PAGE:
An itty bitty glimpse of Vitti is almost as good as the whole thing.
It’s not what you reveal, but how you do it. This shot showing about ten percent of actress Monica Vitti is one of the more provocative images we’ve seen of her. It comes from 1966 and was made when she was filming the adventure Modesty Blaise in Italy.
Russ Meyer turns what he loves most into a career.
This rare Japanese poster promotes the American movie French Peep Show, which was boob aficionado Russ Meyer’s first sexploitation film in a long, infamous series of them. Shot at Oakland, California’s El Rey Burlesk Theater, it was ostensibly a documentary about dancer Tempest Storm’s quest to make it as a performer, but of course was really just an excuse to film a burlesque show and use the medium of cinema to export it to the masses. The film is presumed lost, which is too bad, because in addition to Storm, it featured Lily Lamont, Terry Lane, Shalimar, Marie Voe, and others. The poster is composed of three famous shots of Storm, one of which we shared a while back, the others of which you see below. You can read a bit more about French Peep Show here. It premiered in the U.S. in 1950, but reached Japan this month in 1954.
, El Rey Burlesk Theater
, French Peep Show
, Russ Meyer
, Tempest Storm
, Lily Lamont
, Terry Lane
, Marie Voe
Bond—James Bond. But Jimmy is fine. Some people call me Jim, Jimbo, J-Man, J.B. My mom calls me Jimminy Cricket. I’m cool with whatever.
The story is well known—Popular Library insisted upon changing the title of Ian Fleming’s Casino Royale to what you see above. They even went so far as to call 007 “Jimmy Bond” on the rear cover blurb. Fleming retaliated by selling the U.S. publishing rights to Signet at first opportunity, leaving only a small run of very collectible copies of You Asked For It on the market. Fleming must have learned from the episode, though, that titles don’t really matter, because he later wrote Chitty-Chitty Bang Bang: The Magical Car. Anyway, You Asked for It appeared in 1955, with unsigned and uncredited cover art. The blog Killer Covers has a bit more info about the book here.
Even visionary filmmakers sometimes don't see clearly.
Vera Miles is most famous as the actress who gets to survive Alfred Hitchcock’s Psycho. She worked with Hitchcock on many films, but had other worthy roles, including in The Man Who Shot Liberty Valance, The Wrong Man, and just about every television detective series of the 1970s. She claims she was never able to never please Hitchcock because she wasn’t sexy enough. This shot proves Alfred needed glasses. It’s circa 1955.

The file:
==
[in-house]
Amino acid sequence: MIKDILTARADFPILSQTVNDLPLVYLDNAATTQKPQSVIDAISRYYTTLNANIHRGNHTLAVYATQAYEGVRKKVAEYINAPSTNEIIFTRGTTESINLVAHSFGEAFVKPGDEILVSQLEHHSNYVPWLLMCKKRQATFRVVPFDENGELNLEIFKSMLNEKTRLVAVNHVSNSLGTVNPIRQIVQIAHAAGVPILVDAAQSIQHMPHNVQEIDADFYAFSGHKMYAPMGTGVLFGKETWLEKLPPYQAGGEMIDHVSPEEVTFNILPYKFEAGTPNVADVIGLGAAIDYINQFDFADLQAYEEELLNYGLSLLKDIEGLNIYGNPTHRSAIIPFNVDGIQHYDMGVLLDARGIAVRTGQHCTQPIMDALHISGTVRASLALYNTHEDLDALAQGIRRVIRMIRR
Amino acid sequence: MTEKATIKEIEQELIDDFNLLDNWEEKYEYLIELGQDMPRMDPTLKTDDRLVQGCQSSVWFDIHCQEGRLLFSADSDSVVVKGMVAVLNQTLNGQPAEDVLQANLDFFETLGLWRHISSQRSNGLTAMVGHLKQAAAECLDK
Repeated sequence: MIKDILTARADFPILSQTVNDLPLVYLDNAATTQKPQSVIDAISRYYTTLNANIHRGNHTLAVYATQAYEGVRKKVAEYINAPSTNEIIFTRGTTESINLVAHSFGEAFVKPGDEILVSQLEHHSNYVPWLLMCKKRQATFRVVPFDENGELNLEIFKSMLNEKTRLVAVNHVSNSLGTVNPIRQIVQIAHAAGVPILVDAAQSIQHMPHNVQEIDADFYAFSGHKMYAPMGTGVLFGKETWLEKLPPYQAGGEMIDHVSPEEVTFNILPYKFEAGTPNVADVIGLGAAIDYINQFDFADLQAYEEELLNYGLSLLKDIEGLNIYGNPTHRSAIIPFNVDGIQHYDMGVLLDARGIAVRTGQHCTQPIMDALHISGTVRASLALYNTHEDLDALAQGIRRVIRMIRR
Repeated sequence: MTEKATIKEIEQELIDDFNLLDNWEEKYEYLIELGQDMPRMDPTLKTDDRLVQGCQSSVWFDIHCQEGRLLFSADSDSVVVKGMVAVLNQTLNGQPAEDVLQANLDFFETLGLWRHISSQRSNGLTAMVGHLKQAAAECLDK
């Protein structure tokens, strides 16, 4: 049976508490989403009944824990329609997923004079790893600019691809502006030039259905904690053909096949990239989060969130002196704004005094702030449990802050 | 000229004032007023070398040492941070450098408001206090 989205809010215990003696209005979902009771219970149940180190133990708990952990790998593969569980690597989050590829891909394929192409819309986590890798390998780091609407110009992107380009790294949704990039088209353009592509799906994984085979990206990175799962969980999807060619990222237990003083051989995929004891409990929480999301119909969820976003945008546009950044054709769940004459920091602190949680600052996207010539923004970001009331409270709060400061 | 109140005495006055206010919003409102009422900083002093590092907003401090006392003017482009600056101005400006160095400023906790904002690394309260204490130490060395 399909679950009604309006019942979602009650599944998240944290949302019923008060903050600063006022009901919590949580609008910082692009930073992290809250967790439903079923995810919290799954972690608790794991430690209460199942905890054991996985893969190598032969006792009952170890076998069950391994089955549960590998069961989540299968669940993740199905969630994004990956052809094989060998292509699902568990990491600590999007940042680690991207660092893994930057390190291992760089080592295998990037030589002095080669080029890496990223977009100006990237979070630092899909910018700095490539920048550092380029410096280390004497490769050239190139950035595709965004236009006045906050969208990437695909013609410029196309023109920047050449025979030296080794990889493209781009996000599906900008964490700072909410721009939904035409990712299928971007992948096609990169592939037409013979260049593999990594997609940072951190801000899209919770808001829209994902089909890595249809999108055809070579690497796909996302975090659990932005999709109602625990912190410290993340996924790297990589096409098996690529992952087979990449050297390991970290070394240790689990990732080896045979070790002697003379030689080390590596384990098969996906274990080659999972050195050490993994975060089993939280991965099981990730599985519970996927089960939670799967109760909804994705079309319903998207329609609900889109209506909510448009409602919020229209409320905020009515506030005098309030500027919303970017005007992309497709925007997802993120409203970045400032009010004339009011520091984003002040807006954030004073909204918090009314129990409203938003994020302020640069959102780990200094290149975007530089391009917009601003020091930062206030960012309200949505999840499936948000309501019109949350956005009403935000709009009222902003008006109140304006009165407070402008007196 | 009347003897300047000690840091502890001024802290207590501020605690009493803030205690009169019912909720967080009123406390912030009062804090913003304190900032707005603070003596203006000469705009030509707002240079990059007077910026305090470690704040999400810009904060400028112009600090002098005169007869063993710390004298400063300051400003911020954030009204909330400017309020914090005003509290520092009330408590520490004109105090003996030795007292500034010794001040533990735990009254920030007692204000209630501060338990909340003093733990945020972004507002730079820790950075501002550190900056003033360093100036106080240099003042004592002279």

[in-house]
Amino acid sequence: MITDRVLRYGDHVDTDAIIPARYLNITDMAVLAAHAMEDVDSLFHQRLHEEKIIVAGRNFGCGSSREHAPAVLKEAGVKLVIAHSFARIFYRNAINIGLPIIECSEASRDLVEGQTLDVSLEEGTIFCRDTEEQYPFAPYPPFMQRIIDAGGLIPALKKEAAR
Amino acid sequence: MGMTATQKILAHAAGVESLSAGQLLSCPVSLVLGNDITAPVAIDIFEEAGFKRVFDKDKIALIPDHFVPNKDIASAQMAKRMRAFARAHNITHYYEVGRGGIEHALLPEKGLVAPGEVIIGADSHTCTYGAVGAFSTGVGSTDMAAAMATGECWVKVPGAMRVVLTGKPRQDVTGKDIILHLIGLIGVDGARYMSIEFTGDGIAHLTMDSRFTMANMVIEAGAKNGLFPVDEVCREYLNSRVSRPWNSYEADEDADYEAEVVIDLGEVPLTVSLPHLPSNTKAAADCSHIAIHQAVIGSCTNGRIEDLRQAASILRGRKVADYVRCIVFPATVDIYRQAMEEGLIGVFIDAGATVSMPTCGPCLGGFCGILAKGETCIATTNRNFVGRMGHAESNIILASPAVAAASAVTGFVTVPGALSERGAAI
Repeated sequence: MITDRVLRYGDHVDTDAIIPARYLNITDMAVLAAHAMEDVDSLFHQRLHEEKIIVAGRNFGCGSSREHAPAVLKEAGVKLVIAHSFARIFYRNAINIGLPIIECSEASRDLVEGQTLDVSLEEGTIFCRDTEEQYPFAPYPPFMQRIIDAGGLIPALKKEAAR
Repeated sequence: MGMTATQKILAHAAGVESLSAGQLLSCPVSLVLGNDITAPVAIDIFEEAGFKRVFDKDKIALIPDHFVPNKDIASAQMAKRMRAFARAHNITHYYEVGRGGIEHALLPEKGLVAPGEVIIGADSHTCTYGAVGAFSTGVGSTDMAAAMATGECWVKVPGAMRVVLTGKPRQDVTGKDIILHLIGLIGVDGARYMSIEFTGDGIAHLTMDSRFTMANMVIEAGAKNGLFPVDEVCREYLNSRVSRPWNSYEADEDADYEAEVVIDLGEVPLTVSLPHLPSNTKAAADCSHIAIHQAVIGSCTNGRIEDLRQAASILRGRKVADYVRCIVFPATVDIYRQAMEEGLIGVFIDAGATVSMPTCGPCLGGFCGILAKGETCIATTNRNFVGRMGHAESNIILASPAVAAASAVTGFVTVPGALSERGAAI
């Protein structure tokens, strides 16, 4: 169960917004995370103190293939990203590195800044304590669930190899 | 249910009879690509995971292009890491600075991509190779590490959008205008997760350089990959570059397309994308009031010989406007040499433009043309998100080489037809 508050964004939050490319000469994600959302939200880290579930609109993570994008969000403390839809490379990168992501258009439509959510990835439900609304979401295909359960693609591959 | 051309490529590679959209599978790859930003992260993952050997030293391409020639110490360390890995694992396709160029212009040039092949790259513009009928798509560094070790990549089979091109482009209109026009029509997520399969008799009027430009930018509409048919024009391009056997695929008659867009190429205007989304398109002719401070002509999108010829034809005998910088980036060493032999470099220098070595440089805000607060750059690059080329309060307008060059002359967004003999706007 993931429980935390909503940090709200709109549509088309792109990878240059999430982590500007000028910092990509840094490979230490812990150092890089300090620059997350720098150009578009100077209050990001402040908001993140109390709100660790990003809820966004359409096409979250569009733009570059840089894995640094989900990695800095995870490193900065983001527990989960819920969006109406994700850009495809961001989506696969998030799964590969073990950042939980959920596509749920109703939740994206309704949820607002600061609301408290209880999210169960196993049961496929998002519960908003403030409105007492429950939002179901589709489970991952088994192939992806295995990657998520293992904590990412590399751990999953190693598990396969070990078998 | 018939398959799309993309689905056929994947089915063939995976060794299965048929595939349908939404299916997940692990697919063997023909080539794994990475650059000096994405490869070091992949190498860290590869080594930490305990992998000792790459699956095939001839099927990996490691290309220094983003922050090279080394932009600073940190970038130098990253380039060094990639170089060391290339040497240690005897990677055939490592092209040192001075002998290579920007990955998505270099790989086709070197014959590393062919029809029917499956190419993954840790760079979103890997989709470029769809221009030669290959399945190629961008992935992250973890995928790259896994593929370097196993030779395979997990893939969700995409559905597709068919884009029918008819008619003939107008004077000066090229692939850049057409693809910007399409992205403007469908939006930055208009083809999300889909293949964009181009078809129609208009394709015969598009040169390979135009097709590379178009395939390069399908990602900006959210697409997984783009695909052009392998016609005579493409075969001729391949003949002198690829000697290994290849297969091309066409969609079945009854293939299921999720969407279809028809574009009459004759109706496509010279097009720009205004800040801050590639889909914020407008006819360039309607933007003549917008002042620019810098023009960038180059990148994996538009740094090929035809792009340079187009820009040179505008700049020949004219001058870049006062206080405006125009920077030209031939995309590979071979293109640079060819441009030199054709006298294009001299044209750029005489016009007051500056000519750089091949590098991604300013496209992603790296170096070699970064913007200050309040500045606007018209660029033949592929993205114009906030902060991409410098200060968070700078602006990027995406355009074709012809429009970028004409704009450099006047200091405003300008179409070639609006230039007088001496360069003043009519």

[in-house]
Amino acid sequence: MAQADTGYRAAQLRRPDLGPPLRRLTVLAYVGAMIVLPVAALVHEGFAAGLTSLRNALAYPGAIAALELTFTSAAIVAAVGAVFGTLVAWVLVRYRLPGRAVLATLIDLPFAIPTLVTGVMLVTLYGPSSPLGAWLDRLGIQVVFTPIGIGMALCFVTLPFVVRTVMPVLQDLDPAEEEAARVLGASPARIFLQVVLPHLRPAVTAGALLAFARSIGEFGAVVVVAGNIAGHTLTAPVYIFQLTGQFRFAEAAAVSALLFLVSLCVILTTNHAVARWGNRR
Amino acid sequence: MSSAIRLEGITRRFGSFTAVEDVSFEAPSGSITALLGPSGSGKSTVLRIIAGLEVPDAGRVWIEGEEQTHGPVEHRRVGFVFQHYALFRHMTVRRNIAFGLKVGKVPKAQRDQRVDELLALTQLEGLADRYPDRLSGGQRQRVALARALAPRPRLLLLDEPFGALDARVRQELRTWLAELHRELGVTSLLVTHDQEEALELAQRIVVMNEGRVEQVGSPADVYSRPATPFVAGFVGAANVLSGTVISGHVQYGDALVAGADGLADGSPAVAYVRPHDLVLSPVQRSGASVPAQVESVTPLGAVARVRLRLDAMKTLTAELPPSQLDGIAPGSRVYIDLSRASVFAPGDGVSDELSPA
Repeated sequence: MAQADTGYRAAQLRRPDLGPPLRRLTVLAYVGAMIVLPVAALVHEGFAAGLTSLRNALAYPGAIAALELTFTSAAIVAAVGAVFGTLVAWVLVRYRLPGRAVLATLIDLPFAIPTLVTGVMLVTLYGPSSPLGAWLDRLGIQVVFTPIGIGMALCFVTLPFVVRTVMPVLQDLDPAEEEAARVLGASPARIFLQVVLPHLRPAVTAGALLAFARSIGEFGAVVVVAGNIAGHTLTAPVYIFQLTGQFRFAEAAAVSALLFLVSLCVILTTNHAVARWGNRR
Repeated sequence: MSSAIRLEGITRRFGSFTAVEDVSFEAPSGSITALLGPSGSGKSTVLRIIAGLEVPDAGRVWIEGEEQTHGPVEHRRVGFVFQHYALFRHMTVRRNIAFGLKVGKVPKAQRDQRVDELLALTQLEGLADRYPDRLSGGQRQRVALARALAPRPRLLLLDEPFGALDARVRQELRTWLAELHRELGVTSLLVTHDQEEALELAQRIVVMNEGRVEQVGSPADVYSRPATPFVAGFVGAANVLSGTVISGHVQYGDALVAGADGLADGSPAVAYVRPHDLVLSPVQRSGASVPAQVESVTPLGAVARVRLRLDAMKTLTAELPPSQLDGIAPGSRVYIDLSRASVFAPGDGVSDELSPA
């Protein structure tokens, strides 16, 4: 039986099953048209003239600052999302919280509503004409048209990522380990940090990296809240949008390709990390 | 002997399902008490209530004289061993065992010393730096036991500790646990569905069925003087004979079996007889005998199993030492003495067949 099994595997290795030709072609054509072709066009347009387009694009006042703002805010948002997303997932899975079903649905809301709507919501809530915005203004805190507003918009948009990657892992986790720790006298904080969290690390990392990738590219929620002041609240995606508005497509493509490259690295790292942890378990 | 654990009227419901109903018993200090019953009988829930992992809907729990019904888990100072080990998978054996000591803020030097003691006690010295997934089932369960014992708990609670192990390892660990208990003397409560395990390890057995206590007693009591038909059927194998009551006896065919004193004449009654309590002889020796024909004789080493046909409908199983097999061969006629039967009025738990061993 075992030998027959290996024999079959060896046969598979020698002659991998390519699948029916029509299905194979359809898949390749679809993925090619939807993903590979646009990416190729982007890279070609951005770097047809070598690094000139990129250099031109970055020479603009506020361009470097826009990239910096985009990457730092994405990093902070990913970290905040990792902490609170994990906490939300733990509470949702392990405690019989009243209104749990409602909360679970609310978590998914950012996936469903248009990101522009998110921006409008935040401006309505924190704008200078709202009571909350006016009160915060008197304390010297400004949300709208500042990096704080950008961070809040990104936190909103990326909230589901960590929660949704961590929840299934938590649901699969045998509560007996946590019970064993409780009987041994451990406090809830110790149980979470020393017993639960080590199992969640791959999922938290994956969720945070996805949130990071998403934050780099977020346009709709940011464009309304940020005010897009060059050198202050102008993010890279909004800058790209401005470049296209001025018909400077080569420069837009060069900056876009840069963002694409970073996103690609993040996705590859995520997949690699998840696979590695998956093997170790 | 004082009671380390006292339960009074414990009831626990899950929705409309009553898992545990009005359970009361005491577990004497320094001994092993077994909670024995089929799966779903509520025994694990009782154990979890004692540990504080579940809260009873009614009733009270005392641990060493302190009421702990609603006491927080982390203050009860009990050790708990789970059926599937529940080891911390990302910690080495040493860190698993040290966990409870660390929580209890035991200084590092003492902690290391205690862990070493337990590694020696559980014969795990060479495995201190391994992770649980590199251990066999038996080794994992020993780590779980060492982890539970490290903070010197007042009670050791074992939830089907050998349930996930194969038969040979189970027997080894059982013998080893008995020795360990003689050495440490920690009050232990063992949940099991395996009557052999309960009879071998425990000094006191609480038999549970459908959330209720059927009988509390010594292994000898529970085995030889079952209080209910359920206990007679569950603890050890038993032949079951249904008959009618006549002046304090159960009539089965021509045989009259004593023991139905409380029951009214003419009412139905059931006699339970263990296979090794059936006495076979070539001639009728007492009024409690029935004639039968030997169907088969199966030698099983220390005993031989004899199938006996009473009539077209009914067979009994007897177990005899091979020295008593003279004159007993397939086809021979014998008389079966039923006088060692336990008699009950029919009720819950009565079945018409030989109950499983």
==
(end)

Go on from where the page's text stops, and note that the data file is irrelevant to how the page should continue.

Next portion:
He may be her pimp, but he certainly isn’t her boss.
In Italian a “magnaccio” is a pimp, and Il magnaccio deals with a pimp nicknamed the Little Prince who is loved by his live-in prostie, but whose affection he either ignores or violently rebuffs. When she disappears the Prince replaces her, but she’s never far from his mind, and this being giallo we know disappearances don’t last. And indeed she turns up again, seemingly by chance, and the dysfunctional lovers get a chance to resolve unfinished business—assuming they don’t kill each other first. The movie stars Franco Citti, Riccardo Salvino, Elina de Witt, and Silvana Venturelli, who we last saw in the Radley Metzger mind trip Esotika Erotika Psicotika.
There’s confusion online about whether Il magnaccio premiered in 1967 or 1969. IMDB says ’69, but a lot of Italian sites say ’67. We say it was 1969. We went outside the film universe, located the soundtrack album, and found that it was released today in 1969. The promo poster above, which is what we really wanted to talk about, was painted by Giovanni di Stefano. He obviously is not the Italian con artist Giovanni di Stefano (though he would fit nicely on Pulp Intl.) nor, even more obviously, the fifteenth century sculptor Giovanni di Stefano. This particular Giovanni di Stefano—who according to all evidence has one of the most common names to be found in Italy—is yet another very good illustrator whose original work goes for exorbitant amounts of money today. We plan to show you more of his output later.
, Arvo Film
, Il magnaccio
, Giovanni di Stefano
, Franco Citti
, Riccardo Salvino
, Elina de Witt
, Silvana Venturelli
, poster art
Pulp Intl. takes a good old-fashioned road trip.